Over the years since 9/11, photographers have not enjoyed the best relationship with law enforcement officials. While there has never been any legitimate evidence suggesting terrorists used photos of buildings or targets to assist them with their plots, law enforcement casts a wary eye towards anyone behind a lens seen shooting pictures of something that they can't imagine would be that interesting like architecture.
But after the attacks during the Boston Marathon on Monday, the FBI is turning the tables completely around and actually asking for anyone with photographs or videos that might help with the investigation to give them to the authorities. It's possible that Vine or Instagram or Flickr or YouTube could help catch the people behind the attacks.
It's a pretty remarkable change. Most photographers have either been harassed themselves or know others who have been harassed by police or security when shooting in what some might consider sensitive areas.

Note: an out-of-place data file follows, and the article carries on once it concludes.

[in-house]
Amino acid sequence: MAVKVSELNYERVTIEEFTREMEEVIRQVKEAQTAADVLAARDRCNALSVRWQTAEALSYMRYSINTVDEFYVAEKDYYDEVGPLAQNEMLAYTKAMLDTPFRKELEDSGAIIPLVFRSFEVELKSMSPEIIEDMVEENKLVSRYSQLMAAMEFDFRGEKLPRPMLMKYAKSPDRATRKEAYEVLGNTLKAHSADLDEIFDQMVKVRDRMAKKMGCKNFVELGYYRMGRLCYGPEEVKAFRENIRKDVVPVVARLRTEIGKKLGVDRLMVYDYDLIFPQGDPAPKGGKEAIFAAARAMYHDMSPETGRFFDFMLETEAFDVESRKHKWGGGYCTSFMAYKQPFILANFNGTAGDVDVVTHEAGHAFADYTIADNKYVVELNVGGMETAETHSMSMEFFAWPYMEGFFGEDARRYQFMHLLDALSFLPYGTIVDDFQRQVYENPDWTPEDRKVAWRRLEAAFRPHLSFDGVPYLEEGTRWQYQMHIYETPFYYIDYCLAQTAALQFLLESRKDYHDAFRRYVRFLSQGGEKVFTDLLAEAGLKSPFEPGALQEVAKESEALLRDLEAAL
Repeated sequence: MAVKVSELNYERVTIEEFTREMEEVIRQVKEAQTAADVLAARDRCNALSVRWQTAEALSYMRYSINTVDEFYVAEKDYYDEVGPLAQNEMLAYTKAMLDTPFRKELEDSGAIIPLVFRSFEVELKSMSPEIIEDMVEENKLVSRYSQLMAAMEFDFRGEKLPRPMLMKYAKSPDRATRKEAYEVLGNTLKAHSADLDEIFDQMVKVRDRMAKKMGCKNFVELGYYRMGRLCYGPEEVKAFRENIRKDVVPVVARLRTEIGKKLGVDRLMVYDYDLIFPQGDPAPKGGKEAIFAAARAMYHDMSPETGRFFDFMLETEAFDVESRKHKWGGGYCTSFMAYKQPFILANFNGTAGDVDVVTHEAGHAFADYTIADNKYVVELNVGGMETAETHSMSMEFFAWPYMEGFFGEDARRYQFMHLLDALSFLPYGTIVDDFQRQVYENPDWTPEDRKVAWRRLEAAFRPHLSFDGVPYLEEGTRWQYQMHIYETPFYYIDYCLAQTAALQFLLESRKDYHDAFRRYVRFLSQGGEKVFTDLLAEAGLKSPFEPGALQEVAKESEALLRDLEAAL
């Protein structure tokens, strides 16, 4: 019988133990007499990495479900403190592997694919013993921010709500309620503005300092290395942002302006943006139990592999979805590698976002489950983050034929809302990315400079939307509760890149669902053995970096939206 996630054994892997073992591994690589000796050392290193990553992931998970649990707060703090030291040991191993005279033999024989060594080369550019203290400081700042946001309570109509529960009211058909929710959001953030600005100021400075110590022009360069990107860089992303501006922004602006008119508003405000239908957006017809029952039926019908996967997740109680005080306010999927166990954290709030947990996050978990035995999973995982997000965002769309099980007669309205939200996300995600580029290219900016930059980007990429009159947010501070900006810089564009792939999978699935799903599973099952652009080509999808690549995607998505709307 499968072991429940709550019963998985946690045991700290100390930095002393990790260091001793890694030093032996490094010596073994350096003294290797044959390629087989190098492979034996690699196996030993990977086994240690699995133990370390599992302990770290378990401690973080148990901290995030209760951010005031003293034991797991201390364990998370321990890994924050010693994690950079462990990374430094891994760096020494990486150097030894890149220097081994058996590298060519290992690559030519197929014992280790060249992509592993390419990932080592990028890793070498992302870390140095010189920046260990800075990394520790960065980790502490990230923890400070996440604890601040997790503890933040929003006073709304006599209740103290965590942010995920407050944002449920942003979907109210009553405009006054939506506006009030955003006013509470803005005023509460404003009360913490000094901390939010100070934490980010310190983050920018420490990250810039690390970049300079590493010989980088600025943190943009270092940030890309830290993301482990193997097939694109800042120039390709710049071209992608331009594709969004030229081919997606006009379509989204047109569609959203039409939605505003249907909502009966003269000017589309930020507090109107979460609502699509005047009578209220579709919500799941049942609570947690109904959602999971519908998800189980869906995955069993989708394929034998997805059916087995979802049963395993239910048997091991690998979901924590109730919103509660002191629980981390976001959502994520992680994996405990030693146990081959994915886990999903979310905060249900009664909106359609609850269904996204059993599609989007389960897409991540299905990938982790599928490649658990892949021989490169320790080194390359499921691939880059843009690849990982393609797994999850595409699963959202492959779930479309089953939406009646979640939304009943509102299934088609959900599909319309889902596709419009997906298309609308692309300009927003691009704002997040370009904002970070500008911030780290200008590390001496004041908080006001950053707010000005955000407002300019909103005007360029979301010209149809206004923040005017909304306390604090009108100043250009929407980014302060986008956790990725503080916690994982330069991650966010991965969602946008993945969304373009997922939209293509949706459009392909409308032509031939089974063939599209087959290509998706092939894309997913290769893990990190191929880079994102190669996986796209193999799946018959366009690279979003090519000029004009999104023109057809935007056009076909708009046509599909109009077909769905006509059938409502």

It makes sense that law enforcement would turn to amateurs to assist, given the quality and ubiquity of cell phone cameras. Numerous events over the past few years have been caught by amateurs and shared by news outlets. Considering the amateur video of the first plane hitting the tower on 9/11, it's hard not to imagine there would have been dozens if not hundreds of the same all over the Web in 2001.
Hopefully, some intrepid amateur photographer or even just a person taking a "selfie" will turn an otherwise uninteresting photo into the key pieces in a terror investigation.
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